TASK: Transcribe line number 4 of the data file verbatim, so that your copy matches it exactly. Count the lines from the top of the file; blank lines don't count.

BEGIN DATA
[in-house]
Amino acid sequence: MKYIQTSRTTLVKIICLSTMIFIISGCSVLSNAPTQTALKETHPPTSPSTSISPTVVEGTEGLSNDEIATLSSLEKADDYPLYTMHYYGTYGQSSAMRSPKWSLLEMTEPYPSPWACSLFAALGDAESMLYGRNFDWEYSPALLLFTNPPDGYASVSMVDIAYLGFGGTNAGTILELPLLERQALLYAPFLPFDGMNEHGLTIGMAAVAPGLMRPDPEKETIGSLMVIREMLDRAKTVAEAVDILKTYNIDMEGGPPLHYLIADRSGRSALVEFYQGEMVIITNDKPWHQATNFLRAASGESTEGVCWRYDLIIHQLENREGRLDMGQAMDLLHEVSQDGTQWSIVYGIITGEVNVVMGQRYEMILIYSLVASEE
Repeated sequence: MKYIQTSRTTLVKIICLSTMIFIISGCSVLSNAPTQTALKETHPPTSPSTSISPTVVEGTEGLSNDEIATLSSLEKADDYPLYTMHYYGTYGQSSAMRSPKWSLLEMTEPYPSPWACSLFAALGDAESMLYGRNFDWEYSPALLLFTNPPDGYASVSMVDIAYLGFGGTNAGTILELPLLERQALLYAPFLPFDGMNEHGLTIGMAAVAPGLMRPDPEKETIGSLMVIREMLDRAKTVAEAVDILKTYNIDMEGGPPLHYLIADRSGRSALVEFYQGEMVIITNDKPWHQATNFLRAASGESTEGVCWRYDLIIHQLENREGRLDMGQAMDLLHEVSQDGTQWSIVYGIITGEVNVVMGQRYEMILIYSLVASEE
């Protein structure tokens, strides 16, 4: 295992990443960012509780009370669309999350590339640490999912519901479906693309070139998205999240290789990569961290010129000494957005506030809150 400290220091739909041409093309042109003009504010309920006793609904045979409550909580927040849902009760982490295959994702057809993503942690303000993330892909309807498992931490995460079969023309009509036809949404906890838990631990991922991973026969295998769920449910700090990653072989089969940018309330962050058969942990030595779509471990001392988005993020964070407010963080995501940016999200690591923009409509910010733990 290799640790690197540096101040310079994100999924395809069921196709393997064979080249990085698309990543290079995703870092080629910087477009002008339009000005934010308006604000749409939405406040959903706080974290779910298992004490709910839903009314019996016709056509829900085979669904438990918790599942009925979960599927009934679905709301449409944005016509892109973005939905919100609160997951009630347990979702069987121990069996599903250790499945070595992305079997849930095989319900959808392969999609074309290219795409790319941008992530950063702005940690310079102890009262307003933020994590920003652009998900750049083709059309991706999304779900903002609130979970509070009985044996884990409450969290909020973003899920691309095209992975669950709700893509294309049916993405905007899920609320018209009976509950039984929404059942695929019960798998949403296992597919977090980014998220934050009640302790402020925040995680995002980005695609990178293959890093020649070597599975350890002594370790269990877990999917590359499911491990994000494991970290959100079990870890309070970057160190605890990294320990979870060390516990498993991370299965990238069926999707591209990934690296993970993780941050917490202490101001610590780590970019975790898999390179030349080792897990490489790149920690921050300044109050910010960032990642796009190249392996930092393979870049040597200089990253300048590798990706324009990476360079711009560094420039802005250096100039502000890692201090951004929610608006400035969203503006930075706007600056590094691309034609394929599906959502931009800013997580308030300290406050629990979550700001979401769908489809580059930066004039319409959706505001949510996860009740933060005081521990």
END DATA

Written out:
């Protein structure tokens, strides 16, 4: 295992990443960012509780009370669309999350590339640490999912519901479906693309070139998205999240290789990569961290010129000494957005506030809150 400290220091739909041409093309042109003009504010309920006793609904045979409550909580927040849902009760982490295959994702057809993503942690303000993330892909309807498992931490995460079969023309009509036809949404906890838990631990991922991973026969295998769920449910700090990653072989089969940018309330962050058969942990030595779509471990001392988005993020964070407010963080995501940016999200690591923009409509910010733990 290799640790690197540096101040310079994100999924395809069921196709393997064979080249990085698309990543290079995703870092080629910087477009002008339009000005934010308006604000749409939405406040959903706080974290779910298992004490709910839903009314019996016709056509829900085979669904438990918790599942009925979960599927009934679905709301449409944005016509892109973005939905919100609160997951009630347990979702069987121990069996599903250790499945070595992305079997849930095989319900959808392969999609074309290219795409790319941008992530950063702005940690310079102890009262307003933020994590920003652009998900750049083709059309991706999304779900903002609130979970509070009985044996884990409450969290909020973003899920691309095209992975669950709700893509294309049916993405905007899920609320018209009976509950039984929404059942695929019960798998949403296992597919977090980014998220934050009640302790402020925040995680995002980005695609990178293959890093020649070597599975350890002594370790269990877990999917590359499911491990994000494991970290959100079990870890309070970057160190605890990294320990979870060390516990498993991370299965990238069926999707591209990934690296993970993780941050917490202490101001610590780590970019975790898999390179030349080792897990490489790149920690921050300044109050910010960032990642796009190249392996930092393979870049040597200089990253300048590798990706324009990476360079711009560094420039802005250096100039502000890692201090951004929610608006400035969203503006930075706007600056590094691309034609394929599906959502931009800013997580308030300290406050629990979550700001979401769908489809580059930066004039319409959706505001949510996860009740933060005081521990």